Our former Prime Minister Sir John Major stirred up a storm last week when he suggested that the Government should make the “brave” decision to offer the free vote to “let Parliament decide, or put the issue back to the British people” – calling, in other words, for a second referendum.
Not surprisingly, such words provoked a strong reaction from some Brexit-supporting MPs, with Nadine Dorries calling him a “traitor”, Jacob Rees-Mogg was – characteristically – somewhat more polite, saying “We had a democratic vote and the decision has been taken. And what he is trying to do is overturn that.”
Traitor or not, you don’t need that long a memory to contrast Major’s enthusiasm for a free vote now with his behaviour during the vote on the Maastricht Treaty during his premiership. He imposed a three-line whip to get the bill through parliament and referred to the rebel Tory MPs as “bastards”.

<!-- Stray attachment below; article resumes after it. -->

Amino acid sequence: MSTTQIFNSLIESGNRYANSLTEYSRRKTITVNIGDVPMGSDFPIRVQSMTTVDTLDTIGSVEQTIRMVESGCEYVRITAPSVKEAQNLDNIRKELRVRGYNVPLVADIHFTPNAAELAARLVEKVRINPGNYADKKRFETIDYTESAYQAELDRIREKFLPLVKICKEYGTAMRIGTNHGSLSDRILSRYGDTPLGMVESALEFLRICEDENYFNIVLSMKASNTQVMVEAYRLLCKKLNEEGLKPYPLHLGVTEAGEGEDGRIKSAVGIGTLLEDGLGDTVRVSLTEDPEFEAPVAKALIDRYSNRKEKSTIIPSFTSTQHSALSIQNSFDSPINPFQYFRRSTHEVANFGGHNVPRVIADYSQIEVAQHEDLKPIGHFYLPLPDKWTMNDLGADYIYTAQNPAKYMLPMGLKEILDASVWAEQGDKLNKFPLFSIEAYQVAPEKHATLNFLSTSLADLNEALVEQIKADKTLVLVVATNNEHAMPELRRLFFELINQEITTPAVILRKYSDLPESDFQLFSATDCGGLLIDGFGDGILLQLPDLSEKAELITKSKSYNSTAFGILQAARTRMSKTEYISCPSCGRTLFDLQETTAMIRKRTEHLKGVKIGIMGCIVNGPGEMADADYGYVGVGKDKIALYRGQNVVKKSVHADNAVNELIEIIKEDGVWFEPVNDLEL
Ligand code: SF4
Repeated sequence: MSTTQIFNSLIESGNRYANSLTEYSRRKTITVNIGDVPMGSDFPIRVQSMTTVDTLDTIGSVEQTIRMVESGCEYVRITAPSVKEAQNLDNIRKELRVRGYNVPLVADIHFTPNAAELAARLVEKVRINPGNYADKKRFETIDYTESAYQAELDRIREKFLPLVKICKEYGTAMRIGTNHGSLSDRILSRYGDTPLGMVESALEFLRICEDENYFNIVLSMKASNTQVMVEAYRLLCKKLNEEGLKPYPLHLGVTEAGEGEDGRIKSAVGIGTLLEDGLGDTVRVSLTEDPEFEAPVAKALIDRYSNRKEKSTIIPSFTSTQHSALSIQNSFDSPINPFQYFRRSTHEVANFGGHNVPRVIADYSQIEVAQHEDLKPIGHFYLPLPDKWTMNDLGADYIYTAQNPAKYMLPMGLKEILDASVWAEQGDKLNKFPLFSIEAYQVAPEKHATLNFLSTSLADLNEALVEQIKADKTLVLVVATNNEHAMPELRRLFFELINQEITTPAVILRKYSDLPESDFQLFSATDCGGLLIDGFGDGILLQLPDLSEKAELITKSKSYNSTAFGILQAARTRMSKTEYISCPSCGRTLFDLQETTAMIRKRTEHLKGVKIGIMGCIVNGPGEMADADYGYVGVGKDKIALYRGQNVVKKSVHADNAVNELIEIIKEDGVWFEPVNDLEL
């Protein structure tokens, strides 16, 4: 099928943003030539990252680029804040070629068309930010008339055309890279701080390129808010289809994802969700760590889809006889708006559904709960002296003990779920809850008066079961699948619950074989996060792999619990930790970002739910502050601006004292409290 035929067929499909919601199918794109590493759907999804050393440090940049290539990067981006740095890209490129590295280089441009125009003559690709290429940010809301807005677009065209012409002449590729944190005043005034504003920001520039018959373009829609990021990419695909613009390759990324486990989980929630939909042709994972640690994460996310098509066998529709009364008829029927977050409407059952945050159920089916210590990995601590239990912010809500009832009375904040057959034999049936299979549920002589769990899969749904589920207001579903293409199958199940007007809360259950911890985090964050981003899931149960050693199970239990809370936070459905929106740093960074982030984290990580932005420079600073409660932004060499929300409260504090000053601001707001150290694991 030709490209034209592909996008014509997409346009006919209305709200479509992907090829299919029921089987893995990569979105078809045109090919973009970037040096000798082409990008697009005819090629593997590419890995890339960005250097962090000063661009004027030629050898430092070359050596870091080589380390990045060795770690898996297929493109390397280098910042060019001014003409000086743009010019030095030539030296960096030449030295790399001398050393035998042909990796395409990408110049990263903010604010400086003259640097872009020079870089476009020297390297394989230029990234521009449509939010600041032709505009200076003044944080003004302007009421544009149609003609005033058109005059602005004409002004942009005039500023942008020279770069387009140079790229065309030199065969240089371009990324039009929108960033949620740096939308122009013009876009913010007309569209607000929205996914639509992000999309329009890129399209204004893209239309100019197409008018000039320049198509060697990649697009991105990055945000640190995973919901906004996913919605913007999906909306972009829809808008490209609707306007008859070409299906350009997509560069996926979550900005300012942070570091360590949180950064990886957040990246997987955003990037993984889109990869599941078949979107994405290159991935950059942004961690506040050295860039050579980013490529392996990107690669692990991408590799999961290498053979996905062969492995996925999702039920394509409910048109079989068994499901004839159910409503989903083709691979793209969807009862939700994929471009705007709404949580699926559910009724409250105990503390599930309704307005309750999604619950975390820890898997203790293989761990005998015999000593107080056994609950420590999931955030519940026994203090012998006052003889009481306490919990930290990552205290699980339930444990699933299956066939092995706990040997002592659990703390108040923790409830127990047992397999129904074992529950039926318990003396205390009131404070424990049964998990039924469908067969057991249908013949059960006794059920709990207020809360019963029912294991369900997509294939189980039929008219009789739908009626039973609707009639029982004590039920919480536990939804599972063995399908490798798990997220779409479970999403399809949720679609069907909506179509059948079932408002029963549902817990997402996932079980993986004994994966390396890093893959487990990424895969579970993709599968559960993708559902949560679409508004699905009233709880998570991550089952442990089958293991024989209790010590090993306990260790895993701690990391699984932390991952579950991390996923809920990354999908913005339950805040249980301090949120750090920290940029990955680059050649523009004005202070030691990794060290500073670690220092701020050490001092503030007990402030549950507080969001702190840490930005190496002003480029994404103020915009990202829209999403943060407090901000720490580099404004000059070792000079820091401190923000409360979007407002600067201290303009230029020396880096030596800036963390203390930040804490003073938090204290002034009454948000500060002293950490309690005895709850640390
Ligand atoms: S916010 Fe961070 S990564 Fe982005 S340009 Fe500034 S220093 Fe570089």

It’s therefore rather ironic that having denied the public a say or his own MPs a free vote on Maastricht that he has suddenly changed tack. He claimed that the public was realising it had been misled and had “every right to reconsider the decision”.
Well, where’s the evidence? There is little evidence of voter regret. Most people DID know what they were voting for. The problem for Mr Major is that they made a decision he doesn’t like. Even if the government had made better progress in the Brexit talks than the current muddle. he wold still have found something to whinge about.